My growing sense is that the core intellectual struggles surrounding the Great Recession have been practically resolved.
There were three core things that needed to be understood.
1) That the near term future of capitalism could only be secured by hurling huge sums of money at the US banking system in 2008-2009. That was done.
2) That a perhaps not cataclysmic but nonetheless horrific second global financial crisis could only be secured against by hurling huge sums of money at the European banking system in 2011. That was done.
3) That the global downturn is a phenomenon of Aggregate Demand in general and liquidity/collateral constraints in particular. As such it would be alleviated by the easing of credit and the transferring of liabilities from the liquidity constrained to the liquidity free.
Though too little was done in time, this point has more or less been ceded by a critical mass of the intelligentsia. Furthermore, in the US, per-capita depreciation is proceeding at such a rate that the liquidity free would be induced – against their individual risk tolerance and rate of time preference – to procure large quantities of capital.
The attempt to do this will transfer purchasing power to the liquidity constrained and will thus alleviate the crisis.
And, there are enough people with strong enough voices who understand and are communicating this to keep efforts at stopping at bay.
More could be done policy wise, but I do not think at this point more is likely to be forth coming simply because we talk about it. Too much is riding on the opinions of people who are not interested in the conversation.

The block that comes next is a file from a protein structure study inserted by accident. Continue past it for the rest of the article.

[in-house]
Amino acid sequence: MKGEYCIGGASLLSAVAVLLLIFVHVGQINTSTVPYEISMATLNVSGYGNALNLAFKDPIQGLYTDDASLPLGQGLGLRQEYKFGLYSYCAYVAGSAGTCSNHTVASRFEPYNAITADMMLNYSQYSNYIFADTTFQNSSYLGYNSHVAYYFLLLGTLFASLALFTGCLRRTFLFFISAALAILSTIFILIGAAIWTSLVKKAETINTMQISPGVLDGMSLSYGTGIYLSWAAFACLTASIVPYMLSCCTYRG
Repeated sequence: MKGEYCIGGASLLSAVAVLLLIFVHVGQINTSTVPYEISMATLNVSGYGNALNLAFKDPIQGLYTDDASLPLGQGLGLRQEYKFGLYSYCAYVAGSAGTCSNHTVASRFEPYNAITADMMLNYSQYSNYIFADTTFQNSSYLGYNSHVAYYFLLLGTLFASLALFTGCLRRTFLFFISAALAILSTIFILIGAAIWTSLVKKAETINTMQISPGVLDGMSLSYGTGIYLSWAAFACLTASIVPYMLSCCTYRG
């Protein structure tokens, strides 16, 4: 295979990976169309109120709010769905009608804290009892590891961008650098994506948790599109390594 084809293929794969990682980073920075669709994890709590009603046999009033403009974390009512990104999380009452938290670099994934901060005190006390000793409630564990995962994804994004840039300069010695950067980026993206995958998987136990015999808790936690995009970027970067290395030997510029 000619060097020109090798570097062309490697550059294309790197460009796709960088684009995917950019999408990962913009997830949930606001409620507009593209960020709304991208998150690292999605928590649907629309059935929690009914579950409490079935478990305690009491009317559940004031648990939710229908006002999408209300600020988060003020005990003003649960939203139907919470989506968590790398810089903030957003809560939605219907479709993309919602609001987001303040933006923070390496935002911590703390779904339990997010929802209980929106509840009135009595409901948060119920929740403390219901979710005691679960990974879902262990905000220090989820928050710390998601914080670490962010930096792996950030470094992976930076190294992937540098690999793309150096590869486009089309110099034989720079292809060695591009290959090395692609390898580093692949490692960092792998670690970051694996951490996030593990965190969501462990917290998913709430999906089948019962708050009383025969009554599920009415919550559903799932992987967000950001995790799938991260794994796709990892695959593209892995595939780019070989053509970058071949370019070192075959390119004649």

So, as a practical intellectual matter the Great Recession is done.
It is time to move to other things.
Here are three that I think are important to get to next.
Reason and Economic Policy
I used to believe that the disagreements in the economics/policy/elite journalism world were founded on attempts to seize the zeitgeist through intellectual intimidation. That is people pretended to be arguing over policy issues but instead were try to push the political culture towards their preferred answers to meta-questions of policy.
For example, is providing lots of assistance to the poor something society should embrace. Is letting people keep what they earn something society should embrace.
Everything else, I thought, was window dressing.
Yet, watching the blogosphere I have come to doubt this. For example, there were strong pushes to adopt policies which would make almost everyone poorer and the poor relatively poorer. Who supports this outcome?
For sure, there is disagreement on values but I don’t think in translates into that much disagreement on policy. There is also bullshit, properly defined, but I think it is of a derivative order. The bullshitters are attempting to prop a policy view that has genuine support.
So, I think “being genuinely wrong” is a more important problem than I originally realized.
The thing is, everyone is looking at roughly the same evidence. So the problems here have to be problems with reason and interpretation.
Listening to people debate I think the biggest problem is reason. In some cases one could replace the words “progressivity” with “jam” or “growth” with “blueberry muffins” and the arguments would be no more or less sensible. That is to say, the disagreement is not even semantic.